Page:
Buying a Home: How to Save for a Down Payment
It’s the biggest investment most of us will ever make but it shouldn’t involve skipping all of the little luxuries.
The real estate market in many parts of Canada is a wild ride of high prices and little in the way of inventory, all set against a very low cost of borrowing. Nonetheless, most people aspire to homeownership – it’s a litmus test of adulthood and in most cases, it’s also a very sound financial investment.
While anything less than a 20% down payment will require you to get mortgage insurance, you can put down as little as 5%. I say ‘as little as’ but if you’re looking at a $400,000 house in Ottawa, that’s still $20,000. You want to put the full 20% down and save on the mortgage insurance premiums? That’ll be $80,000, please. Unless your name is Kardashian, that’s not pocket change!
© down payment image via Shutterstock
What’s the number one way people get the 5%-20% they need to put down on their first home? I’ll give you three guesses, but I’ll bet you’ll only need one: Ask Mom and Dad. Let’s just assume, however, that this isn’t an option. What else can you do besides skipping the trip to Starbucks every day?
Figure out how much home you can afford to buy
When you’re looking at how much you can afford, you need to look beyond just the mortgage payment amount. Include:
- Condo maintenance fees (if applicable)
- Property insurance
- Property taxes
- Maintenance costs
You’ll also need to consider how much debt you are already carrying. Here is a worksheet that can help you figure out / estimate some of these costs.
Ideally, when you go home shopping, you will do so with a pre-approved mortgage in hand from your bank or mortgage broker: this will help guide your search and ensure you don’t spend more than you can really afford.
Three ways to pull together your down payment
- Borrow from your RRSP – First time borrowers can pull up to $25,000 under the Home Buyer’s Plan from their RRSPs. You have to repay it within 15 years or the balance is considered as income and becomes fully taxable, but if you’ve been working and contributing for a while to an RRSP, this is a reasonable option
- Downsize your existing life – Is it an option to move in with Mom and Dad for a year or two, rather than borrowing from their retirement fund? How about having one car in the family, instead of two? Or maybe learn to appreciate the bus? Can you live in a smaller apartment for a year or two? Become a master of the ‘staycation’? Giving up the little luxuries like coffee won’t make much of a dent, but the BIG ticket items like cars, vacations and larger apartments can boost your down payment fund quickly. Put the extra money in a TFSA and pretend it’s not there – no sneaking funds out for a quick trip to the sunny south.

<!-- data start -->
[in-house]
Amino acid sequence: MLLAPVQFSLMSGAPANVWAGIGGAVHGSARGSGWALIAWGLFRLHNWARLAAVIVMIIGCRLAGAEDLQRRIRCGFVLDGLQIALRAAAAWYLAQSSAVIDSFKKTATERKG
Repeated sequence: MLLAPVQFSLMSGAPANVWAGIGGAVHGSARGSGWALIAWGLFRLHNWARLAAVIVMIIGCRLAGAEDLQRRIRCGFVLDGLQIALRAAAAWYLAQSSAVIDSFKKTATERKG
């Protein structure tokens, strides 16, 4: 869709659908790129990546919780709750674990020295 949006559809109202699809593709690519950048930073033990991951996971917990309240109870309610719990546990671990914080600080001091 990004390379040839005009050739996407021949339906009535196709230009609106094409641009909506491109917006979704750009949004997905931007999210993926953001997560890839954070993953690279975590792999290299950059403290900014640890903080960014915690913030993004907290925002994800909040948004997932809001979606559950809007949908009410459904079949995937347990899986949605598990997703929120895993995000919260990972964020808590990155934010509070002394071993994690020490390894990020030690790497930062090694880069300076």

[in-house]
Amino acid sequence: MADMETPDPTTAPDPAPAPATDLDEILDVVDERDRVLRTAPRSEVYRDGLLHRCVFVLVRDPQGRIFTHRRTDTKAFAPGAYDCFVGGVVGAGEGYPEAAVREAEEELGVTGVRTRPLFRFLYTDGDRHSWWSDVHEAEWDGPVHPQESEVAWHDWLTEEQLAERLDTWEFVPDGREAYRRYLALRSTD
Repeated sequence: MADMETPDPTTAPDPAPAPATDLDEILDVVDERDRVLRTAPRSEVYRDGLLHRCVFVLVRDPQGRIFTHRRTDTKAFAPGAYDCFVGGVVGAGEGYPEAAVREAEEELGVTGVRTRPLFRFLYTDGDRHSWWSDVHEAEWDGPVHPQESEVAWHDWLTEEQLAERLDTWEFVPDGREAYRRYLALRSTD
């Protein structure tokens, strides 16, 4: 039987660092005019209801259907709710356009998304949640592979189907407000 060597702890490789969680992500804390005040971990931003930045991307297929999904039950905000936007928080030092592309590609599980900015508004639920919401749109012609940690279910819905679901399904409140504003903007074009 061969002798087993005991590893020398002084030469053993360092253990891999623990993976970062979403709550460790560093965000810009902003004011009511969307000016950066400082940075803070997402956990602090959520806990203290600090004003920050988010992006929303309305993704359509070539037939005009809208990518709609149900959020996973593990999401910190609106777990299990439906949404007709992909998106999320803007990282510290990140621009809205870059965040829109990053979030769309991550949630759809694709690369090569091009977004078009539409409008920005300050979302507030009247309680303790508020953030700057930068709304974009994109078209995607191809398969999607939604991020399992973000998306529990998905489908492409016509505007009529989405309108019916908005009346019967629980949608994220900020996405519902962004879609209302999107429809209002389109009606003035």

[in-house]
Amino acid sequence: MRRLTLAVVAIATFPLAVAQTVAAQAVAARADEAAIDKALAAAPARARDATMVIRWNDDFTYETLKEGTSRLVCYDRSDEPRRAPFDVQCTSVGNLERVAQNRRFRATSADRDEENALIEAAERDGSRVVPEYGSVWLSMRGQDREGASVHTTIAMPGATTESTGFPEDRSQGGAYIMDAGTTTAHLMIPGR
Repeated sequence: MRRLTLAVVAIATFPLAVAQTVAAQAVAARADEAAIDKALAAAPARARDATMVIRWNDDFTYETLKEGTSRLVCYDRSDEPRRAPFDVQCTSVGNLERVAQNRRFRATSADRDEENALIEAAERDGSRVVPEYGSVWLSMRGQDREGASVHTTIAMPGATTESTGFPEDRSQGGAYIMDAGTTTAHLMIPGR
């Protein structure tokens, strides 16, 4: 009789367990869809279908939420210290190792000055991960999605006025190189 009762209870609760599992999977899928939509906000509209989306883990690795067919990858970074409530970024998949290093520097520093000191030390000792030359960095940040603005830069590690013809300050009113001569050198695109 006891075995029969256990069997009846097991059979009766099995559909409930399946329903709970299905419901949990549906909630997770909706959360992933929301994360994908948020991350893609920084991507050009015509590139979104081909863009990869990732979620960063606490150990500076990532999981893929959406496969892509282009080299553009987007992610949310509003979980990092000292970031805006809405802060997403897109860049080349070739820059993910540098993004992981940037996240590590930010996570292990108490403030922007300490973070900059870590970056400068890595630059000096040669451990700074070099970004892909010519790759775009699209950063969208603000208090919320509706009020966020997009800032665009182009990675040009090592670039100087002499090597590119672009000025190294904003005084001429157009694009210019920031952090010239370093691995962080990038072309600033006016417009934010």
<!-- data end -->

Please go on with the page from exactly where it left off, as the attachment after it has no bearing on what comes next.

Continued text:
- Keep a spending diary – If you aren’t sure where your money goes each month, it’s time to start tracking it. You’ll be amazed after a while to see how often you spend money without really thinking about it and where you can cut some of your expenses:
- Going out to eat (have friends over – it’s cheaper and we’ve got ALL the recipes you might need right here!)
- Buying books (the library is free!)
- Movies all the time (Netflix my friends: $8/month for all you can view.)
Money maven Gail Vaz-Oxlade said it best: “Home ownership is great, if you do it right. Buy a home you can’t afford, commit to payments that stress you out, and you’ll rue it. Yup. Your home will be an albatross around your neck. Remember, the point of life is to enjoy the moment. If all your moments are spent wondering when your house of cards will fall down, how much fun can you possibly be having?” Who can argue with that?
Do you have any tips for saving for a down payment?